The Oshawa Museum’s archival collection is fortunate enough to have three of these maps in our holdings.  The earliest in our collection is from 1911.  Some of the highlights found in the 1911 map are the footprints of early industries such as Williams Piano Company, the McLaughlin Carriage Company, and a very new company by the name of McLaughlin Motor Car.  Interestingly, there is also the footprint of Oshawa’s other carriage and auto maker, Matthew Guy and Co.

 

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Page 19 of the 1911 Fire Insurance Map; the Olive Avenue Row Houses are seen in the centre right of the image

The Olive Avenue Row houses are also included in the 1911 Fire Insurance Map.  This collection of terrace homes was constructed in 1910 by John Stacey and are considered to be architecturally significant in Oshawa.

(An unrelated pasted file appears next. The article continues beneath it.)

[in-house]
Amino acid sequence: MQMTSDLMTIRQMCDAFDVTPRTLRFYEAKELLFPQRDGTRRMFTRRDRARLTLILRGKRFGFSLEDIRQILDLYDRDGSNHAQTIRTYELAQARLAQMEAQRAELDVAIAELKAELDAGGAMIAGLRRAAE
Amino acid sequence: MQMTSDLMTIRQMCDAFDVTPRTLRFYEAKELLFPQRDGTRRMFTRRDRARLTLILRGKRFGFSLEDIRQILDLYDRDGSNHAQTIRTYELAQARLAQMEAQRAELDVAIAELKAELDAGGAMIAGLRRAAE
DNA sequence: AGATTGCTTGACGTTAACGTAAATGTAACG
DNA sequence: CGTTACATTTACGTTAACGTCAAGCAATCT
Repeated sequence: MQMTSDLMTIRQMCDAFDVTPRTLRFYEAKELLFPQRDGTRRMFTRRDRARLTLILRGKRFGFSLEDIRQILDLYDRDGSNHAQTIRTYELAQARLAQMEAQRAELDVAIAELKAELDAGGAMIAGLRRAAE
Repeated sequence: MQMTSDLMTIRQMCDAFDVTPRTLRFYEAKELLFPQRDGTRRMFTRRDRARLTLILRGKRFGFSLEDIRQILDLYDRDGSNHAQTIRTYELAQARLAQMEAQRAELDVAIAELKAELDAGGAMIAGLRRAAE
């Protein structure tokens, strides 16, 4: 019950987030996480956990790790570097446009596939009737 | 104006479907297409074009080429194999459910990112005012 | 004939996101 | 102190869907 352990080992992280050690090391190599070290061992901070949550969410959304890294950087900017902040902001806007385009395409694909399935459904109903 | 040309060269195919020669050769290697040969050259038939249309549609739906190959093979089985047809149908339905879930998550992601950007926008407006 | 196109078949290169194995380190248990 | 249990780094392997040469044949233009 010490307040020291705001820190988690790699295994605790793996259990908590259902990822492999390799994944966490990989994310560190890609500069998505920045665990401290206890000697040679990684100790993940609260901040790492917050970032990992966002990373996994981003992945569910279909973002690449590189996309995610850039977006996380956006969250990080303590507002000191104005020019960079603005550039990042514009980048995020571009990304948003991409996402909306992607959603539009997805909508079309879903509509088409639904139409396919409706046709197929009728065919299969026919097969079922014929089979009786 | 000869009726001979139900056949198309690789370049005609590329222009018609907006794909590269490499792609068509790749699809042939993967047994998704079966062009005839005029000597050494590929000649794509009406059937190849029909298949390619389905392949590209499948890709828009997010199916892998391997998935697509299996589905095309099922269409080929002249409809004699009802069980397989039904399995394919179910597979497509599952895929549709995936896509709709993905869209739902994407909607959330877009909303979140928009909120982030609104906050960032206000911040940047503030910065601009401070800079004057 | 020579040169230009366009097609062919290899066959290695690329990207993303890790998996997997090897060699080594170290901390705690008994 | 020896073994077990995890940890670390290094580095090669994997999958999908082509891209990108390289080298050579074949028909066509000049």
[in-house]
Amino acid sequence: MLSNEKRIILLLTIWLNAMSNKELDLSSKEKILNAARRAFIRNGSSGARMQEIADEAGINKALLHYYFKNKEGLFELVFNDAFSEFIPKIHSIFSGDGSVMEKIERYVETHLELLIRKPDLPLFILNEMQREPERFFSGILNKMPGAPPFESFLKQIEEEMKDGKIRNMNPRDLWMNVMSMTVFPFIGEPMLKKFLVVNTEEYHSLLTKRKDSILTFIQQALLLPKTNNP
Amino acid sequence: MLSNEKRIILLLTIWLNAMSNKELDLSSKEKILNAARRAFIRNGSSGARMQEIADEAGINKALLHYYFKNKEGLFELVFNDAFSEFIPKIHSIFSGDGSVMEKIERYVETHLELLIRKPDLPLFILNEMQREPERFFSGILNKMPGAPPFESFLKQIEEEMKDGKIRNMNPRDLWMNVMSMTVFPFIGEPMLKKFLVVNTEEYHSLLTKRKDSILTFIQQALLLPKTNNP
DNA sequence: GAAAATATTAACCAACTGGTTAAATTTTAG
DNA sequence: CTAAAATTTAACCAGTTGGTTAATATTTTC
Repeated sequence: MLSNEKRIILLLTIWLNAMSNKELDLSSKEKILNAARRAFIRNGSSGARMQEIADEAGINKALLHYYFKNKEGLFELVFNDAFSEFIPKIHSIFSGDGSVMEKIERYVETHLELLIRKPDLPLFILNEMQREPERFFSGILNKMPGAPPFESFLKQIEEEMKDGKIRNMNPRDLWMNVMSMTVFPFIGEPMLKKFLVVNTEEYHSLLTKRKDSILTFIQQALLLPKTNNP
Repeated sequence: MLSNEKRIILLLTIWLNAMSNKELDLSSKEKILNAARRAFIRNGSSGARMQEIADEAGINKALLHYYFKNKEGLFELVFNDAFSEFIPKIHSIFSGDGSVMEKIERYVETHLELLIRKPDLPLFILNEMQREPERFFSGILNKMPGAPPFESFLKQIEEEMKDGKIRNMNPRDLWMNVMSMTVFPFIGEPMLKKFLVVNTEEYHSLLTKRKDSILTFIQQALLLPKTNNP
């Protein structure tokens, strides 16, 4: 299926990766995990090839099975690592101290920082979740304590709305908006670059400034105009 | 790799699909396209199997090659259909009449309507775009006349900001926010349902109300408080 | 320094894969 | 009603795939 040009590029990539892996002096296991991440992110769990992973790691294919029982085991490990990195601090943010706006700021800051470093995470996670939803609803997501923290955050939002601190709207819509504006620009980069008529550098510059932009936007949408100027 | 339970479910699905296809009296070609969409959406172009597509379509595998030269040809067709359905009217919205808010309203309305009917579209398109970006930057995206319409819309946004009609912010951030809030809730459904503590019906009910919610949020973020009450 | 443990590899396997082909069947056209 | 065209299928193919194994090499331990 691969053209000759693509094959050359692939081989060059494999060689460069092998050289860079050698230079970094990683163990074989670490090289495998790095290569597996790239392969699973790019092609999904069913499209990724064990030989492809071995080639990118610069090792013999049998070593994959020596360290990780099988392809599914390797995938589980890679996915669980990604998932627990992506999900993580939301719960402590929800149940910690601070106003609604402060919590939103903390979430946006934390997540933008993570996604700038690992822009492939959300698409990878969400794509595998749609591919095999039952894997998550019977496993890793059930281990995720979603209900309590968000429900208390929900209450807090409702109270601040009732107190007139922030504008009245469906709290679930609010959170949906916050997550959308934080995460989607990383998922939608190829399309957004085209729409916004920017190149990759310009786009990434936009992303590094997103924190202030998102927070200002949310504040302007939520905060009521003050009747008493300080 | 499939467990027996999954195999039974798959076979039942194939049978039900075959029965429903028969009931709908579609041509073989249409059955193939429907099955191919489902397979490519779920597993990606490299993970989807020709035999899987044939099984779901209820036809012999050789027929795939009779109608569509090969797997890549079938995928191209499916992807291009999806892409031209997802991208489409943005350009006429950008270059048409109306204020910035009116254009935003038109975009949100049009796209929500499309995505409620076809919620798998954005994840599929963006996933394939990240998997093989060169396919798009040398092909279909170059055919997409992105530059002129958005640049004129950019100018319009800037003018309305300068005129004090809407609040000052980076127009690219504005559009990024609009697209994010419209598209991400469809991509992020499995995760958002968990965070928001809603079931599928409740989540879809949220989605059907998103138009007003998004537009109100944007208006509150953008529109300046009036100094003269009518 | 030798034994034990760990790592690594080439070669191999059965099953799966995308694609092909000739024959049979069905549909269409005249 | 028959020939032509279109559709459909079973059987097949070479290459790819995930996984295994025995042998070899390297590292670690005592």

The maps are a wonderful resource for tracking the changes to the downtown of Oshawa.  The 1911 map shows three different hotels located along King Street East.  Oshawa once again offers hotel service downtown with the opening of La Quinta just a couple of blocks east of where the American Hotel once stood at the corner of King St. East and Celina Street.

We were fortunate enough to, with the assistance of Heritage Oshawa, digitize two of the fire insurance maps in our collection.  The 1948 map had been previously digitized and now we have the 1938 and 1911 in digital versions. The digital version will be made available to researchers and the 1911 will be made available online in the near future.  Until then, all three of our fire insurance maps are available in archives for researchers to enjoy.